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Yousef Baig is The Sacramento Bee’s assistant opinion editor.
If there is an actual form of indoctrination taking place in our schools, it has nothing to do with liberal ideals, gender identity or a more accurate portrayal of American history. It’s the idea that to be successful, you need to go to college.
So we have. After postsecondary schools desegregated in 1965, the number of high school graduates enrolled in college has grown roughly 23 percent, according to U.S. Census Bureau figures. The number of Black students has nearly tripled over the past 30 years, and Latino students have experienced the most dramatic enrollment increases since 2000, surging 14 percent over an 18-year span. Almost two in three Asian American children are going to college these days.
It’s no secret that higher education costs have skyrocketed in my 32-year lifetime, a reality at the heart of President Joe Biden’s plan to forgive a portion of student loans for low-income and middle-class Americans. Between 1996 and 2016, the average amount of college debt per person rose more than $17,000, encompassing 69 percent of students. By 2020, the U.S. concluded an egregious decade of debt accumulation, surpassing $1.7 trillion in student loans, 102 percent more than in 2010.
Biden’s decision to forgive up to $20,000 in student loans isn’t a handout for the rich, as right-wing zealots claim. It’s not going to increase inflation. It’s not going to force everyone else to bear the cost.
It’s going to level the playing field, and that’s what ideologues and people in power are most upset about.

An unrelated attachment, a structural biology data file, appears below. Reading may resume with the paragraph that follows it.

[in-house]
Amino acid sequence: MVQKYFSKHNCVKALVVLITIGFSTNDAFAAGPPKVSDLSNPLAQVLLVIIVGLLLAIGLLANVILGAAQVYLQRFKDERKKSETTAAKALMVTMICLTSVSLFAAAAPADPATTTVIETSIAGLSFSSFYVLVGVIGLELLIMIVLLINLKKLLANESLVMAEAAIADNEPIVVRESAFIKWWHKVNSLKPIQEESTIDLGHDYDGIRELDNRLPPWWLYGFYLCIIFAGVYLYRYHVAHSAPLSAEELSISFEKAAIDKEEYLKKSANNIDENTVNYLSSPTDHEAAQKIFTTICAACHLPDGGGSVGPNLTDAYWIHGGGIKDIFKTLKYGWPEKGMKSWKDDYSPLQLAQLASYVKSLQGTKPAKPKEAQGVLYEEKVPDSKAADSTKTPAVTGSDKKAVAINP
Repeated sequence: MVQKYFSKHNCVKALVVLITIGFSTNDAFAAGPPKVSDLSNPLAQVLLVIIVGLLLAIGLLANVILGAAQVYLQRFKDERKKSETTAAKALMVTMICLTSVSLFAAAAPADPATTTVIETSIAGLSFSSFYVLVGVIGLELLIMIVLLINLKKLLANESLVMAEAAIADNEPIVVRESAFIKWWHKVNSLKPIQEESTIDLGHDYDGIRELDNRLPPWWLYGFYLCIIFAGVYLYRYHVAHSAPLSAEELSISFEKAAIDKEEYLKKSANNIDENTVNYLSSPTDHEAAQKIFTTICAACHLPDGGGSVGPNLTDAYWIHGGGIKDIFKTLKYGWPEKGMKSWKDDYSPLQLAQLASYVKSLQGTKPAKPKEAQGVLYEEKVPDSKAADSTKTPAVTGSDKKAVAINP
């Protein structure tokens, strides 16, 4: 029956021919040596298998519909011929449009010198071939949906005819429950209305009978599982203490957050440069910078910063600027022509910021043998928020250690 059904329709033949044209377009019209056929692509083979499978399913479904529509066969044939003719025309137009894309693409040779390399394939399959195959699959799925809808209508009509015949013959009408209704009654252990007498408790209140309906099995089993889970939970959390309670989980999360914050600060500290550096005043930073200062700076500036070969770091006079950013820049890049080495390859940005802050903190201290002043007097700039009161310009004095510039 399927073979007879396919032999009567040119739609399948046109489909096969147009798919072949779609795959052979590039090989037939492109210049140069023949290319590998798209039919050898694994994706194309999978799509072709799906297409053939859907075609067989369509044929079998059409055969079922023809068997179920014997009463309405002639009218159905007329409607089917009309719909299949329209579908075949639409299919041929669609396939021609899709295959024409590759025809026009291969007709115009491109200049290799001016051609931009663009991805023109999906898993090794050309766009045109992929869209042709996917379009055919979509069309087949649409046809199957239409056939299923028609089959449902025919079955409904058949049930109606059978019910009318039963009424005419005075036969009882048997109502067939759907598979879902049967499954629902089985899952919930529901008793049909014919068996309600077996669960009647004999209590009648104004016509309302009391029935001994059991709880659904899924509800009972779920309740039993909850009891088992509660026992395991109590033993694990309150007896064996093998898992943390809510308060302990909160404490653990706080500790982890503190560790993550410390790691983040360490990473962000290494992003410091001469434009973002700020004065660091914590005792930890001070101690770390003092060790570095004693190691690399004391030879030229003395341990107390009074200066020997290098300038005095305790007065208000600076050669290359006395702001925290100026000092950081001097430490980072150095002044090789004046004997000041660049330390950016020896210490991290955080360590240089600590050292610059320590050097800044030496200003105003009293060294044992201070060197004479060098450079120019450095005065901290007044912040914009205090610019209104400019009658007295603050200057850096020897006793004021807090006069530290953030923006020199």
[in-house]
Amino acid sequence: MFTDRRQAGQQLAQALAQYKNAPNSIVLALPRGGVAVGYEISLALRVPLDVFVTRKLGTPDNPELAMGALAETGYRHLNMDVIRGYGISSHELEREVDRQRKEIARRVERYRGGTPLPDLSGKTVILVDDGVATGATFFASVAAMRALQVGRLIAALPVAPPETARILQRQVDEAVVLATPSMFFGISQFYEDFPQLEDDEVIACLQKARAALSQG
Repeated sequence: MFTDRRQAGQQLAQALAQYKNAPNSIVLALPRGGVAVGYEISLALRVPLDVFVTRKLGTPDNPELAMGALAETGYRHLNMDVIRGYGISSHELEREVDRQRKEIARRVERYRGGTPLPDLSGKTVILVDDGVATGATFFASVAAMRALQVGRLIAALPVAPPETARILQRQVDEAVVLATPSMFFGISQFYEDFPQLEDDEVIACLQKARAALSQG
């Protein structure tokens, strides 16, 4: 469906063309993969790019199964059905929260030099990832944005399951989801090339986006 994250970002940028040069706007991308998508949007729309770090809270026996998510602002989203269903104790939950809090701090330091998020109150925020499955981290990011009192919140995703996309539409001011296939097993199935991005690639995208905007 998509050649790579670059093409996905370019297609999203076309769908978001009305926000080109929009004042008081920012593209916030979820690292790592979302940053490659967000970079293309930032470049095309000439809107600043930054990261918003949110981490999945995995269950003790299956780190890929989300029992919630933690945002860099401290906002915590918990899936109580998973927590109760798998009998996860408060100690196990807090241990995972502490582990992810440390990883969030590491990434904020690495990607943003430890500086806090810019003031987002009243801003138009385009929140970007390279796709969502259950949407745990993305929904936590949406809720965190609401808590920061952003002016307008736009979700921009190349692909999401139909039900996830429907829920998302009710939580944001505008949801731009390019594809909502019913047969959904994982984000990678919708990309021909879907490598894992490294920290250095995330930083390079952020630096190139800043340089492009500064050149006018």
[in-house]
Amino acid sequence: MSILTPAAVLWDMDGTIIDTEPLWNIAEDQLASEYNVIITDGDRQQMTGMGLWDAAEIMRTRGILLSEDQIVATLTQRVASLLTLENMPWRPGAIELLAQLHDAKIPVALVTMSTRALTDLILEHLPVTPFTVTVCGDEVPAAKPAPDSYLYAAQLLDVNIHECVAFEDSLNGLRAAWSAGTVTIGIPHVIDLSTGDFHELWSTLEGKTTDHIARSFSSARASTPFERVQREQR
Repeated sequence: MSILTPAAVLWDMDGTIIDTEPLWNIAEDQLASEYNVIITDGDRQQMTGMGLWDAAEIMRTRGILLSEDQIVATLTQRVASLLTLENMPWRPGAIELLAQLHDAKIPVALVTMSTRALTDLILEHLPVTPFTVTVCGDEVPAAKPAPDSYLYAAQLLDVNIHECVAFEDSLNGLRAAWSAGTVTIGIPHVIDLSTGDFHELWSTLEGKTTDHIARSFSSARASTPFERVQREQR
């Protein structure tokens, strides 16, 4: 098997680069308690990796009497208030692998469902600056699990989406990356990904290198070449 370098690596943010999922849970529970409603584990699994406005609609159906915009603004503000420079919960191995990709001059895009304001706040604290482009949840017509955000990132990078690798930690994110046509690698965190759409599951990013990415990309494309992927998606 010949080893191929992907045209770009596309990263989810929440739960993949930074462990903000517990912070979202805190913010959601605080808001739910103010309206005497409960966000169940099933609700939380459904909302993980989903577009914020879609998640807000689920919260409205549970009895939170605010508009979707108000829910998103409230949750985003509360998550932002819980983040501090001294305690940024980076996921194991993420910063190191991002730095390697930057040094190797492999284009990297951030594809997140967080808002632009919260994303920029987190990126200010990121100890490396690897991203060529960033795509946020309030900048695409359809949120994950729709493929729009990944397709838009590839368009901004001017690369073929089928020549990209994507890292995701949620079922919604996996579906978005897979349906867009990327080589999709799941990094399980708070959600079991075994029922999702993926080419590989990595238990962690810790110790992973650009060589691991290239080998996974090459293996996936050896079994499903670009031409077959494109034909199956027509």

Advances in college access and narrowing achievement gaps over the last six decades have been overshadowed by gross increases in the price to simply participate in the higher education we were indoctrinated into regarding as essential. Over time, student debt helped perpetuate economic disparities and curtail wealth accumulation for groups that were once underrepresented in colleges — specifically women and nonwhite students.
Roughly 90 percent of debt cancellation will benefit people who make $75,000 or less, according to a U.S. Department of Education analysis. Those aren’t rich folks. In some California cities, that’s enough to qualify for subsidized housing.
However, the forgiveness will help an estimated 43 million people nationwide, 65% of whom are 39 or younger. That means the generation benefiting most will be millennials, who joined the economy at the height of the Great Recession, returned home to live with their parents in about a third of cases, and reached prime home-buying age when the pandemic struck.
Somehow, partisans assert that a generation boasting a homeownership rate 8 percent behind previous generations should be considered rich.
Debt cancellation isn’t exclusive to college graduates, either. People who didn’t finish college average roughly $14,000 in student debts, and more than half don’t make payments, multiplying the damage to middle- and working-class households.
At its essence, canceling student loans lifts the U.S. higher education barriers that slow the progress of women and nonwhite students — because no groups have seen greater educational gains over the past 60 years, and no groups have been more disproportionately affected by college debt.
We wanted a chance at the supposed “American meritocracy,” so we did what we were told to do.
The privileged class and wealthy partisans are trying their best to reduce loan forgiveness to a handout to the elite, but this is far from a culture war battle. It’s the realization that this country has to give younger and more diverse generations a real shot to catch up, and for some people, that’s terrifying.